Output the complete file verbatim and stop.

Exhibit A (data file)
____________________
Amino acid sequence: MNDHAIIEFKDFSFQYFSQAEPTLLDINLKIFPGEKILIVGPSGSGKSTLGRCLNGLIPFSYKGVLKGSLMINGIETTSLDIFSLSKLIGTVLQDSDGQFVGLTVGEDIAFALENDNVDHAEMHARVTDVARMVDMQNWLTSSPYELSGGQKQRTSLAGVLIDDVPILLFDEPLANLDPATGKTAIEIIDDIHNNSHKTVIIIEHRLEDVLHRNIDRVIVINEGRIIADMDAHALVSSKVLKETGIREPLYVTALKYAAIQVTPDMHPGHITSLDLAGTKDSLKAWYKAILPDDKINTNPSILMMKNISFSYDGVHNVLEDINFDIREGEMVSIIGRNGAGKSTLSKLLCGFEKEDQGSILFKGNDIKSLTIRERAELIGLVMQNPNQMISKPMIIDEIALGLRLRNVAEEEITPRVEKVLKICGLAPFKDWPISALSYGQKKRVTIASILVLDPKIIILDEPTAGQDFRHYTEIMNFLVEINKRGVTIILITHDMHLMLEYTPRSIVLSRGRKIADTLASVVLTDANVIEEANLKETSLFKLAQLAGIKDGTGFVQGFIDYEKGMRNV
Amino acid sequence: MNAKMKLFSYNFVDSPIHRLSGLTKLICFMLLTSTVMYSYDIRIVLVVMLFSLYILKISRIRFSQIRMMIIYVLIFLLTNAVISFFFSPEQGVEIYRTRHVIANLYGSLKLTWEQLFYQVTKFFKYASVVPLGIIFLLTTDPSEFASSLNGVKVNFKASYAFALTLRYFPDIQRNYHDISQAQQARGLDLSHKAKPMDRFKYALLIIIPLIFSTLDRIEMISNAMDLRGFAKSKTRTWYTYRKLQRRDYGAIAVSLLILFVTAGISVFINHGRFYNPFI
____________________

Amino acid sequence: MNDHAIIEFKDFSFQYFSQAEPTLLDINLKIFPGEKILIVGPSGSGKSTLGRCLNGLIPFSYKGVLKGSLMINGIETTSLDIFSLSKLIGTVLQDSDGQFVGLTVGEDIAFALENDNVDHAEMHARVTDVARMVDMQNWLTSSPYELSGGQKQRTSLAGVLIDDVPILLFDEPLANLDPATGKTAIEIIDDIHNNSHKTVIIIEHRLEDVLHRNIDRVIVINEGRIIADMDAHALVSSKVLKETGIREPLYVTALKYAAIQVTPDMHPGHITSLDLAGTKDSLKAWYKAILPDDKINTNPSILMMKNISFSYDGVHNVLEDINFDIREGEMVSIIGRNGAGKSTLSKLLCGFEKEDQGSILFKGNDIKSLTIRERAELIGLVMQNPNQMISKPMIIDEIALGLRLRNVAEEEITPRVEKVLKICGLAPFKDWPISALSYGQKKRVTIASILVLDPKIIILDEPTAGQDFRHYTEIMNFLVEINKRGVTIILITHDMHLMLEYTPRSIVLSRGRKIADTLASVVLTDANVIEEANLKETSLFKLAQLAGIKDGTGFVQGFIDYEKGMRNV
Amino acid sequence: MNAKMKLFSYNFVDSPIHRLSGLTKLICFMLLTSTVMYSYDIRIVLVVMLFSLYILKISRIRFSQIRMMIIYVLIFLLTNAVISFFFSPEQGVEIYRTRHVIANLYGSLKLTWEQLFYQVTKFFKYASVVPLGIIFLLTTDPSEFASSLNGVKVNFKASYAFALTLRYFPDIQRNYHDISQAQQARGLDLSHKAKPMDRFKYALLIIIPLIFSTLDRIEMISNAMDLRGFAKSKTRTWYTYRKLQRRDYGAIAVSLLILFVTAGISVFINHGRFYNPFI